Dogs who are fearful may flatten their ears back towards their body. Vigilance requires a different posture, and they may have pricked ears and open their eyes wide.
Remember with canine body language, it is not about a single muscle or about a single action. It is the picture that several signals paint together. It is also about context. Flattening ears back, for instance, can be an appeasement gesture that says the dog is not a threat, particularly when taken with other signals.
Vigilance and hypervigilance
When our dogs are anxious, they are on the lookout for threats or danger.
This is why one of the most common behaviours we see in anxiety is that of increased vigilance: the dog is watching out for threats and anticipating danger. Hypervigilance is very much a mental process.
Think about what your dog does when they see something unexpected in the environment. Perhaps you are on a walk and there is a plastic bag caught up in a hedge, or a piece of litter on the floor. What does your dog do?
You should also think about what the dog does at other times. Many anxious dogs scan the environment when they feel unsafe.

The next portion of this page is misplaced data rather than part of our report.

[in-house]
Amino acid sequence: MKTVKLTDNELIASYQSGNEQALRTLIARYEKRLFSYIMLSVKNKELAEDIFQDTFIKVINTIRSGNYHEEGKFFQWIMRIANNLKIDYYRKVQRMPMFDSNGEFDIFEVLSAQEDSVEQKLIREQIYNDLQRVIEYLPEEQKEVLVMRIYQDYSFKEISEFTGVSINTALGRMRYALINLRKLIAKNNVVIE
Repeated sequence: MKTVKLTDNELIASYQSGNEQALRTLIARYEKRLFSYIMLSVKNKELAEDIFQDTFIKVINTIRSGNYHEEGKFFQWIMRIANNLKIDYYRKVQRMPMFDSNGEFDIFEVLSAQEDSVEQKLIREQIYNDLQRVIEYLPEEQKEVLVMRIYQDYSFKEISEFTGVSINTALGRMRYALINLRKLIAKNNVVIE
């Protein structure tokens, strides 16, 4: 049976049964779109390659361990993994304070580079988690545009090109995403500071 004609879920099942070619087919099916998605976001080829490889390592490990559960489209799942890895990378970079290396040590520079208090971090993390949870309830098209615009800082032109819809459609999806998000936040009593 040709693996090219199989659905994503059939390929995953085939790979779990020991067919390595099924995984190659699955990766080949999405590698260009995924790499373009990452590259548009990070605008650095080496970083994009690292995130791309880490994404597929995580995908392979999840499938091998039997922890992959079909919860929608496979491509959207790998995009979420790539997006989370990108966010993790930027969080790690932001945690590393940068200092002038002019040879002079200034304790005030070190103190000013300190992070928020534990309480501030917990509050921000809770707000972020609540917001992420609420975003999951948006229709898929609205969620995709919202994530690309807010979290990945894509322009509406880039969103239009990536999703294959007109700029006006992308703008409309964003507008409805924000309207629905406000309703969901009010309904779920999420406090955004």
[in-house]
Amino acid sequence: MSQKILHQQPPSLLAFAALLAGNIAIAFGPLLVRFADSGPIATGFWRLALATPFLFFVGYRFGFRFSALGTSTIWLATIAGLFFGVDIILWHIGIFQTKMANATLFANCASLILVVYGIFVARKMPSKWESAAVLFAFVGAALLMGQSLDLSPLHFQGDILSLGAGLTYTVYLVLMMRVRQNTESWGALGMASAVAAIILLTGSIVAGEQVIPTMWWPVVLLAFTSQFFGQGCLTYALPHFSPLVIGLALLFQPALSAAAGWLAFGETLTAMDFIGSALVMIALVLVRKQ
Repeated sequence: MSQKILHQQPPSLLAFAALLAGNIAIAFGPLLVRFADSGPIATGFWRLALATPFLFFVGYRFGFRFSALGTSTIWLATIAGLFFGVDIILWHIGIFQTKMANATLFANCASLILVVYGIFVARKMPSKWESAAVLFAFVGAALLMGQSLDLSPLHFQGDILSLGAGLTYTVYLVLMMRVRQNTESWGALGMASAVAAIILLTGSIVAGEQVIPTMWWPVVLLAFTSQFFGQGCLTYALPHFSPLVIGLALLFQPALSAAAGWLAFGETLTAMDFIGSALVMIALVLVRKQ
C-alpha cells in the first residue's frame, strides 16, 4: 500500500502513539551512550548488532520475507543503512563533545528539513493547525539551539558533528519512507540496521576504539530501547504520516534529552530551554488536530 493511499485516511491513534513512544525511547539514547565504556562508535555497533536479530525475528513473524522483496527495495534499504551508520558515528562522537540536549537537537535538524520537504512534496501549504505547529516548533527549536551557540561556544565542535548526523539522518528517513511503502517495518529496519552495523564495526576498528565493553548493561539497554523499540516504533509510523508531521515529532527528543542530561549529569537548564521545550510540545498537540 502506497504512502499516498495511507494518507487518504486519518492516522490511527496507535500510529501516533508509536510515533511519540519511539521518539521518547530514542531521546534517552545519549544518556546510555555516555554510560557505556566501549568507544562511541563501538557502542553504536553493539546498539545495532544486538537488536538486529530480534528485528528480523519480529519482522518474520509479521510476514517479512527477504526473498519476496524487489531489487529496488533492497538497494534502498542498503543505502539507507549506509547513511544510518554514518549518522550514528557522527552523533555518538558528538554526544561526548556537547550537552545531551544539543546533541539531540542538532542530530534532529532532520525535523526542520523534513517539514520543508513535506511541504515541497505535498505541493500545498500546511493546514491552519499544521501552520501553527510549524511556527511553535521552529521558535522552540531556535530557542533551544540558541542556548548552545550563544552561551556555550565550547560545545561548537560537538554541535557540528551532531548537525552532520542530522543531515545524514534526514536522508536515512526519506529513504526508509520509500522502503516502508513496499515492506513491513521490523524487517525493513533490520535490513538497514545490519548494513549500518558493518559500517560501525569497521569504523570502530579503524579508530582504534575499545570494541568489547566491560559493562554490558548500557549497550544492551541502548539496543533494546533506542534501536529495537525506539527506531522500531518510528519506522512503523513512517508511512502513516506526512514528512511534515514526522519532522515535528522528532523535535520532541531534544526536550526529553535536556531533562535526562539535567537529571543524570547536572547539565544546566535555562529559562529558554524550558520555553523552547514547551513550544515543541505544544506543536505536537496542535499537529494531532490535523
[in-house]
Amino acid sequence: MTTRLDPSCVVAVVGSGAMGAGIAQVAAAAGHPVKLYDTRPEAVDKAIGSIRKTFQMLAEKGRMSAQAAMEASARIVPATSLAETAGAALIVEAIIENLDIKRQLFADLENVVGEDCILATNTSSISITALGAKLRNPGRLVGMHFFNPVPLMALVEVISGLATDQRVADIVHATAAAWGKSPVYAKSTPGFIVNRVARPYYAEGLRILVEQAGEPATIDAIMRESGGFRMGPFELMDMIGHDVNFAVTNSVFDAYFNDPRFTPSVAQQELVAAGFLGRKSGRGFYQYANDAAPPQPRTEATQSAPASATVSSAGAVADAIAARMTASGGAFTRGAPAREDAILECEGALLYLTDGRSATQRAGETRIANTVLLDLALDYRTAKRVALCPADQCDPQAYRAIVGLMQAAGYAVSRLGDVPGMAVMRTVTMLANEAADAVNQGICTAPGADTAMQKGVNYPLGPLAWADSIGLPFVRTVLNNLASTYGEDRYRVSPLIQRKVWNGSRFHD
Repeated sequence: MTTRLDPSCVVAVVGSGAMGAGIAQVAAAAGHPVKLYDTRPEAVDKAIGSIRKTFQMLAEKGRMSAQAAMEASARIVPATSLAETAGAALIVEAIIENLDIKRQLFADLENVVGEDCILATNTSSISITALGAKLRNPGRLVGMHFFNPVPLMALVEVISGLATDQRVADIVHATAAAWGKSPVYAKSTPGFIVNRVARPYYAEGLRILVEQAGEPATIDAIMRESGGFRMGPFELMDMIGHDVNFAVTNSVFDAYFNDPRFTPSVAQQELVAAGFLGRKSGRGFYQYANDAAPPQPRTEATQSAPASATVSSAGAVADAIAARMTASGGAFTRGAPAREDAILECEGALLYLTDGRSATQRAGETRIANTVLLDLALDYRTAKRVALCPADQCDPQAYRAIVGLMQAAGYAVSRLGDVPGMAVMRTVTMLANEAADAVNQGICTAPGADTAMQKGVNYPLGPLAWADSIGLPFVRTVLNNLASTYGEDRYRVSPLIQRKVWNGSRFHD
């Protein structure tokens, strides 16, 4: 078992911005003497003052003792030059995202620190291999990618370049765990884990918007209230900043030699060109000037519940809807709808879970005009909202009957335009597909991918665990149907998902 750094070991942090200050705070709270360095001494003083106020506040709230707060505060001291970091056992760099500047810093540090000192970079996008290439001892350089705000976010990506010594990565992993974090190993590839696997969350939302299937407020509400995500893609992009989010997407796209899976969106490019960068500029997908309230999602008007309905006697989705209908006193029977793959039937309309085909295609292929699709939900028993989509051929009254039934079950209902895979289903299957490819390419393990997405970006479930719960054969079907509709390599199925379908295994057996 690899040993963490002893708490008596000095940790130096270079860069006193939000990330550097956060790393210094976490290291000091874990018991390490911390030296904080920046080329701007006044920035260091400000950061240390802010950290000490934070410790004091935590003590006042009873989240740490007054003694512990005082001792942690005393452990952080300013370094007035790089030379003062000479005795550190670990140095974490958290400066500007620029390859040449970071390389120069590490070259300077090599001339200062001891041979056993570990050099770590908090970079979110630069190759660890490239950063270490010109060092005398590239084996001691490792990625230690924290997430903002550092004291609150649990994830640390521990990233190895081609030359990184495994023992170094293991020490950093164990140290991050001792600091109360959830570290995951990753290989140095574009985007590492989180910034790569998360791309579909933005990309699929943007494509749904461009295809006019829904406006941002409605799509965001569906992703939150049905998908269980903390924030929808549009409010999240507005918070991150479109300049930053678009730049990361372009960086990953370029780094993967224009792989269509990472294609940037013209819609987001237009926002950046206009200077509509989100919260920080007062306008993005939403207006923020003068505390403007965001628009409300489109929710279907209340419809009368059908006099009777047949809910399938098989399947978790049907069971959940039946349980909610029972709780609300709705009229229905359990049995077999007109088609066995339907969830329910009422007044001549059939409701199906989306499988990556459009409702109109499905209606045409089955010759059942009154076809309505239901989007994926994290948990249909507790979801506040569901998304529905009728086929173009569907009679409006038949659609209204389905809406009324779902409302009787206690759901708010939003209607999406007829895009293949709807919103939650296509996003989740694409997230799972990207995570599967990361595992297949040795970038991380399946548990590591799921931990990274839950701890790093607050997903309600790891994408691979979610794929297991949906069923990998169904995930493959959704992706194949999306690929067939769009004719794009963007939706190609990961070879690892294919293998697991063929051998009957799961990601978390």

Some dogs struggle from the moment they enter a new environment. Because we don’t always give them the time they need to take everything in, they are on alert. Some hypervigilant dogs just need us to slow down. Veterinary behaviourist Dr Karen Overall says that anxiety is associated with incomplete or uncertain information. Slowing down and letting them investigate can give dogs this information
If you recognise your own dog as one who notices environmental change immediately, then your dog is mentally primed for vigilance. Dogs who do this may be afraid of novelty in the environment. Sometimes this is as a result of lack of early experience or because they have a fearful temperament. Genetics may play a large part in this alongside a lack of appropriate early familiarisation before they were four months old.